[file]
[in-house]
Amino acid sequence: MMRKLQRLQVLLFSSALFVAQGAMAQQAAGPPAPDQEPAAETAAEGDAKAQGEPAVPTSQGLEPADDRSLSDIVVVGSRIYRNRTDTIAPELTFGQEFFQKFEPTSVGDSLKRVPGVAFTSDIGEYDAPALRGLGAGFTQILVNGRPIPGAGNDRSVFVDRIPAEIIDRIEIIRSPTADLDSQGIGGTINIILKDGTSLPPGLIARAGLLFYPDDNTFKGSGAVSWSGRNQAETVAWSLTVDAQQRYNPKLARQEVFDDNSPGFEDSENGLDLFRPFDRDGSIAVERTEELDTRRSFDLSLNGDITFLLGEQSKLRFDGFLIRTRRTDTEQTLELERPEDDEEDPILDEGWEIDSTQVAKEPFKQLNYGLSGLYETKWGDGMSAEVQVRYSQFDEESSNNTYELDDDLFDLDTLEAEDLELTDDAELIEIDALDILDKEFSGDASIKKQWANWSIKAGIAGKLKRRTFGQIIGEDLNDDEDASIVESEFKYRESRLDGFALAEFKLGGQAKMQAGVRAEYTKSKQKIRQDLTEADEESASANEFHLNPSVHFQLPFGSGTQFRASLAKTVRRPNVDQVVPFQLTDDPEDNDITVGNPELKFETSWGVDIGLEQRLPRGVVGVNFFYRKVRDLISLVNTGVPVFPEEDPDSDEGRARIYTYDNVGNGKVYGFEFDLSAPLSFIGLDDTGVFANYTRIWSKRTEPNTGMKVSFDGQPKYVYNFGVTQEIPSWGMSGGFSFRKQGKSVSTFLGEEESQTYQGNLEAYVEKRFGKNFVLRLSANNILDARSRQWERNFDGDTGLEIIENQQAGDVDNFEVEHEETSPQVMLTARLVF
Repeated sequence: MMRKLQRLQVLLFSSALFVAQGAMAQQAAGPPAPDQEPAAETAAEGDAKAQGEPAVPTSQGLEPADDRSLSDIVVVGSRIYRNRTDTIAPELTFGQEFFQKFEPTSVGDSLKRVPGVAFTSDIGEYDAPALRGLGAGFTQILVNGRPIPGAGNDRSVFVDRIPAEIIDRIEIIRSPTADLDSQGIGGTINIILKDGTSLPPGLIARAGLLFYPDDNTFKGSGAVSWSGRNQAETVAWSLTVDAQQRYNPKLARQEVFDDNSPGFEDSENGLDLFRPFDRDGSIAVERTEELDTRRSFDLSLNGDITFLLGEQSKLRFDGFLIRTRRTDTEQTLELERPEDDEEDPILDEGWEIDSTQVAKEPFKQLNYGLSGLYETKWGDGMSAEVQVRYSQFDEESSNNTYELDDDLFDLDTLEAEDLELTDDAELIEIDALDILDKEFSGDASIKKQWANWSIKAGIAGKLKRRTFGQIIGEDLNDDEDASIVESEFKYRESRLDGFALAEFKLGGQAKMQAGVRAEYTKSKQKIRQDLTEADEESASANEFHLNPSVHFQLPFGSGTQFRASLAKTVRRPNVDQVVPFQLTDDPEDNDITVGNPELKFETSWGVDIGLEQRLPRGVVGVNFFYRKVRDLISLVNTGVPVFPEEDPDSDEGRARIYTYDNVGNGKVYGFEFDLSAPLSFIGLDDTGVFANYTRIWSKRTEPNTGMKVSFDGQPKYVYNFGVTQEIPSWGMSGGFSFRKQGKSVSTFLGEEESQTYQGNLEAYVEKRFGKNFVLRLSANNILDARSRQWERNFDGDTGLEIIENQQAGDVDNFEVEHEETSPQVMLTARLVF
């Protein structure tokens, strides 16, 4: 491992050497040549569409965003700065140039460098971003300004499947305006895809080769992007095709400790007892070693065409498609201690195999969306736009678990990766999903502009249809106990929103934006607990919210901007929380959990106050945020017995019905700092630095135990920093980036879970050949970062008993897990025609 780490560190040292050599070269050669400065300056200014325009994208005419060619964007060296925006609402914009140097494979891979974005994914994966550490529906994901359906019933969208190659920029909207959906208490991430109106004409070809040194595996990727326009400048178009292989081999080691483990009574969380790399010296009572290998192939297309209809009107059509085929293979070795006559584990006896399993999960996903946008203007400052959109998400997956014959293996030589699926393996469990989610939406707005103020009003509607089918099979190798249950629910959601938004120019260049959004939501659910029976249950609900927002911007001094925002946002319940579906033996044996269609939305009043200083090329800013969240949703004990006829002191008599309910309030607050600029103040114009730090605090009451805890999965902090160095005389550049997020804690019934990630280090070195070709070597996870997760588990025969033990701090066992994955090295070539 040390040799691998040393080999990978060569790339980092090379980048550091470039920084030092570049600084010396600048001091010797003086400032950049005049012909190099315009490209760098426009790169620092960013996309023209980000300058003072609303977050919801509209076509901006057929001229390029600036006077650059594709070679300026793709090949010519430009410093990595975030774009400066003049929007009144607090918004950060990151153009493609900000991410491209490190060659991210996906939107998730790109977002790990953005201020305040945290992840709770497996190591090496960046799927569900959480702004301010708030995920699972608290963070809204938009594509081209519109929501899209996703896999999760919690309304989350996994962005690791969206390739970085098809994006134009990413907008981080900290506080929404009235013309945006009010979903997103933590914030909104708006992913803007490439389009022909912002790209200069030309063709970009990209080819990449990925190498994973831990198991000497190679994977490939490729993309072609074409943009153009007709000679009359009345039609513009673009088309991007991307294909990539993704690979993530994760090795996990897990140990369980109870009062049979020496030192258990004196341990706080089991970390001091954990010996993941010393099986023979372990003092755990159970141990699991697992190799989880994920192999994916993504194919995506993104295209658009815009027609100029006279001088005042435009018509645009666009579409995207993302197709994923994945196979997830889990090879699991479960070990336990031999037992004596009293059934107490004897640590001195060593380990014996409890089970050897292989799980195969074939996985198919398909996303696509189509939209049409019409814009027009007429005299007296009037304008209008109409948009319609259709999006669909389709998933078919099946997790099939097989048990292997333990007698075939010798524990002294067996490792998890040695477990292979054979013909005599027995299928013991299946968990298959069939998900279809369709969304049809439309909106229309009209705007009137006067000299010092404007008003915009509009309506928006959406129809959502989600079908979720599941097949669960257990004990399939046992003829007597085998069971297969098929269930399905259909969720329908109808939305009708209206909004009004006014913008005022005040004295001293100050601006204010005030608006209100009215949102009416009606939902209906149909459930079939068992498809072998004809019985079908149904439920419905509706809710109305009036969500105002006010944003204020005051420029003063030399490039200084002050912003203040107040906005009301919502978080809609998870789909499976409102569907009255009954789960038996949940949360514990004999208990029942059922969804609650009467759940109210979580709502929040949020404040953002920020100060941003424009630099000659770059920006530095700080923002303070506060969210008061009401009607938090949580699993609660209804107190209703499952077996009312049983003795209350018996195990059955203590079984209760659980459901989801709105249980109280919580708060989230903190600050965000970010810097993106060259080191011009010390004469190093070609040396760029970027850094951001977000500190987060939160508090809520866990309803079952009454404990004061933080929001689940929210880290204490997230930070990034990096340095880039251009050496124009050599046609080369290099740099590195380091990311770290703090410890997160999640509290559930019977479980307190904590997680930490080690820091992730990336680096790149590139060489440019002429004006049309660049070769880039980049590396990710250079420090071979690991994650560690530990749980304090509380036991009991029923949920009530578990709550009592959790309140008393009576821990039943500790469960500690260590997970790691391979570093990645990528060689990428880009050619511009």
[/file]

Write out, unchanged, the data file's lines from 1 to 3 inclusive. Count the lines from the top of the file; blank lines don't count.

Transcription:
[in-house]
Amino acid sequence: MMRKLQRLQVLLFSSALFVAQGAMAQQAAGPPAPDQEPAAETAAEGDAKAQGEPAVPTSQGLEPADDRSLSDIVVVGSRIYRNRTDTIAPELTFGQEFFQKFEPTSVGDSLKRVPGVAFTSDIGEYDAPALRGLGAGFTQILVNGRPIPGAGNDRSVFVDRIPAEIIDRIEIIRSPTADLDSQGIGGTINIILKDGTSLPPGLIARAGLLFYPDDNTFKGSGAVSWSGRNQAETVAWSLTVDAQQRYNPKLARQEVFDDNSPGFEDSENGLDLFRPFDRDGSIAVERTEELDTRRSFDLSLNGDITFLLGEQSKLRFDGFLIRTRRTDTEQTLELERPEDDEEDPILDEGWEIDSTQVAKEPFKQLNYGLSGLYETKWGDGMSAEVQVRYSQFDEESSNNTYELDDDLFDLDTLEAEDLELTDDAELIEIDALDILDKEFSGDASIKKQWANWSIKAGIAGKLKRRTFGQIIGEDLNDDEDASIVESEFKYRESRLDGFALAEFKLGGQAKMQAGVRAEYTKSKQKIRQDLTEADEESASANEFHLNPSVHFQLPFGSGTQFRASLAKTVRRPNVDQVVPFQLTDDPEDNDITVGNPELKFETSWGVDIGLEQRLPRGVVGVNFFYRKVRDLISLVNTGVPVFPEEDPDSDEGRARIYTYDNVGNGKVYGFEFDLSAPLSFIGLDDTGVFANYTRIWSKRTEPNTGMKVSFDGQPKYVYNFGVTQEIPSWGMSGGFSFRKQGKSVSTFLGEEESQTYQGNLEAYVEKRFGKNFVLRLSANNILDARSRQWERNFDGDTGLEIIENQQAGDVDNFEVEHEETSPQVMLTARLVF
Repeated sequence: MMRKLQRLQVLLFSSALFVAQGAMAQQAAGPPAPDQEPAAETAAEGDAKAQGEPAVPTSQGLEPADDRSLSDIVVVGSRIYRNRTDTIAPELTFGQEFFQKFEPTSVGDSLKRVPGVAFTSDIGEYDAPALRGLGAGFTQILVNGRPIPGAGNDRSVFVDRIPAEIIDRIEIIRSPTADLDSQGIGGTINIILKDGTSLPPGLIARAGLLFYPDDNTFKGSGAVSWSGRNQAETVAWSLTVDAQQRYNPKLARQEVFDDNSPGFEDSENGLDLFRPFDRDGSIAVERTEELDTRRSFDLSLNGDITFLLGEQSKLRFDGFLIRTRRTDTEQTLELERPEDDEEDPILDEGWEIDSTQVAKEPFKQLNYGLSGLYETKWGDGMSAEVQVRYSQFDEESSNNTYELDDDLFDLDTLEAEDLELTDDAELIEIDALDILDKEFSGDASIKKQWANWSIKAGIAGKLKRRTFGQIIGEDLNDDEDASIVESEFKYRESRLDGFALAEFKLGGQAKMQAGVRAEYTKSKQKIRQDLTEADEESASANEFHLNPSVHFQLPFGSGTQFRASLAKTVRRPNVDQVVPFQLTDDPEDNDITVGNPELKFETSWGVDIGLEQRLPRGVVGVNFFYRKVRDLISLVNTGVPVFPEEDPDSDEGRARIYTYDNVGNGKVYGFEFDLSAPLSFIGLDDTGVFANYTRIWSKRTEPNTGMKVSFDGQPKYVYNFGVTQEIPSWGMSGGFSFRKQGKSVSTFLGEEESQTYQGNLEAYVEKRFGKNFVLRLSANNILDARSRQWERNFDGDTGLEIIENQQAGDVDNFEVEHEETSPQVMLTARLVF